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Safe Schools Healthy Students

Safe Schools Healthy Students (SSHS)

In September of 2013, the Wisconsin Department of Public Instruction was one of seven states awarded the Safe Schools Healthy Students (SSHS) grant from the Substance Abuse and Mental Health Services Administration. This four-year, approximately $8.8 million dollar grant is a collaborative effort between the Wisconsin Department of Public Instruction, Department of Health Services, and three local communities/school districts; Racine, Beloit, and Menominee Indian, to create safe and supportive schools and communities. The partnership between education, behavioral health, and juvenile justice also occurs within the three local communities through the development of a core management team.

This comprehensive project has been guided by a state management team made up of representatives of public, private, and non-profit agencies throughout the state. They have assisted in a needs assessment/environmental scan, identification of priority needs and gaps, and in the development of a comprehensive plan.

The SSHS project requires the state and three local communities to address five core areas or elements. These are:

  1. Promoting early childhood social-emotional learning and development
  2. Promoting mental, emotional, and behavioral health
  3. Connecting families, schools, and communities
  4. Preventing behavioral health problems, including substance use
  5. Creating safe and violence-free schools

Goals

Within each of these elements, our needs assessment identified goal areas to be the focus of this plan.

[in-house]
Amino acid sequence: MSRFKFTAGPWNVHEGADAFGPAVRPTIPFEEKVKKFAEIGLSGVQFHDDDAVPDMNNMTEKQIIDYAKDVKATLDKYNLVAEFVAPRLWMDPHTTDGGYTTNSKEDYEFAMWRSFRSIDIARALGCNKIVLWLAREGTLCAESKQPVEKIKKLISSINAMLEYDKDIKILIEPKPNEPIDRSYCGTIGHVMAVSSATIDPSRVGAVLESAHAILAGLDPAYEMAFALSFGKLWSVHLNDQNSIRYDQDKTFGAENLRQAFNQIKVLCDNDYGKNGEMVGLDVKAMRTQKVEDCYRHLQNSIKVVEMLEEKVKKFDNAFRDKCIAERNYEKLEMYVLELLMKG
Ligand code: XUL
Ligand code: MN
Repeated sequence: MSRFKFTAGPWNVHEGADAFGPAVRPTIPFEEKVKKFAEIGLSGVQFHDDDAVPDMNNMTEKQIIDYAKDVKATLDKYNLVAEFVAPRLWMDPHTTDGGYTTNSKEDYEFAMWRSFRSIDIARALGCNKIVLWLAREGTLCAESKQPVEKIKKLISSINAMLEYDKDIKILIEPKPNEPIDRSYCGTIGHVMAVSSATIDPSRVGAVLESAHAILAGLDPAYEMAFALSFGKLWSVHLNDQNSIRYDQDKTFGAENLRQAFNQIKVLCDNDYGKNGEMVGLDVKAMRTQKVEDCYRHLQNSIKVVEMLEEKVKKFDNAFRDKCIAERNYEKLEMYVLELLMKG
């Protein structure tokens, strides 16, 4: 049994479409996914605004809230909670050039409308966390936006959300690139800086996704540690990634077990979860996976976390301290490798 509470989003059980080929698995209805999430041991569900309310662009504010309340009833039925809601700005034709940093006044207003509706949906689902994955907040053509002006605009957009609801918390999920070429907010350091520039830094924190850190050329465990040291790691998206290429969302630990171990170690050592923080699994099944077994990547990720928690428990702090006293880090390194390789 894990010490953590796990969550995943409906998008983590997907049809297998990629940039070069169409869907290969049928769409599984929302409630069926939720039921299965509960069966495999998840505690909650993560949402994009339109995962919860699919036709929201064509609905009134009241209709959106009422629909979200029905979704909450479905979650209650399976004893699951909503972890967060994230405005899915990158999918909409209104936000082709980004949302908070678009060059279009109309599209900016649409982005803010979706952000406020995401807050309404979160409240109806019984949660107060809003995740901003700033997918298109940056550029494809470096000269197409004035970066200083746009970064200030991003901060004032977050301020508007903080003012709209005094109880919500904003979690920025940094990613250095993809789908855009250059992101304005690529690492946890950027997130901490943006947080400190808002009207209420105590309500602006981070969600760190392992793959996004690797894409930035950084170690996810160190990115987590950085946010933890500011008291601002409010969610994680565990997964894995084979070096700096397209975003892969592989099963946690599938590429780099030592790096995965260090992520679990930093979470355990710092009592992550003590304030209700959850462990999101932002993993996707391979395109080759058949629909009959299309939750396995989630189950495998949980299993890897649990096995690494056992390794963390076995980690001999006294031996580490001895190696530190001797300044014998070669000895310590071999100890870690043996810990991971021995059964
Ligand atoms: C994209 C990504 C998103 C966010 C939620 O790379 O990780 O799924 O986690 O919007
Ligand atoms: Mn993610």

1. Promoting early childhood social-emotional learning and development
    1. Goal 1A: Strengthen supports for parents/caregivers and early childhood providers to help promote social-emotional learning in schools and other community-based settings.
    2. Goal 1B: Increase use of the Ages and Stages Questionnaire-Social Emotional screening in 4- and 5-year-old kindergartens to improve early identification of children at risk for social-emotional learning difficulties.
  2. Promoting mental, emotional, and behavioral health
    1. Goal 2A: Increase awareness and implementation of mental health promotion activities in Wisconsin Public Schools.
    2. Goal 2B: Improve recognition and treatment of mental health challenges through improved interagency collaboration and improved access to treatment.
  3. Connecting families, schools, and communities
    1. Goal 3A: Improve parent and family engagement in Wisconsin Public Schools.
    2. Goal 3B: Increase parent and family access to parent peer support in navigating and accessing multiple systems of care for children with mental/behavioral health problems.
  4. Preventing behavioral health problems, including substance use
    1. Goal 4: Reduce substance use and increase early intervention for behavioral health problems for youth K-12.
  5. Creating safe and violence-free schools
    1. Goal 5A: Improve school climate and decrease the use of exclusionary discipline.
    2. Goal 5B: Reduce bullying and increase students’ perceptions of safety in schools.

Wisconsin Safe Schools Healthy Students Staff

Project Director: Rebecca Collins, Director of the Student Services/Prevention and Wellness Team, (608)266-5198
Project Coordinator: Beth Herman, (608)267-9242
Project Coordinator: Christie Gause-Bemis, (608)266-2749
Project Evaluator: John Bowser, (608)266-2829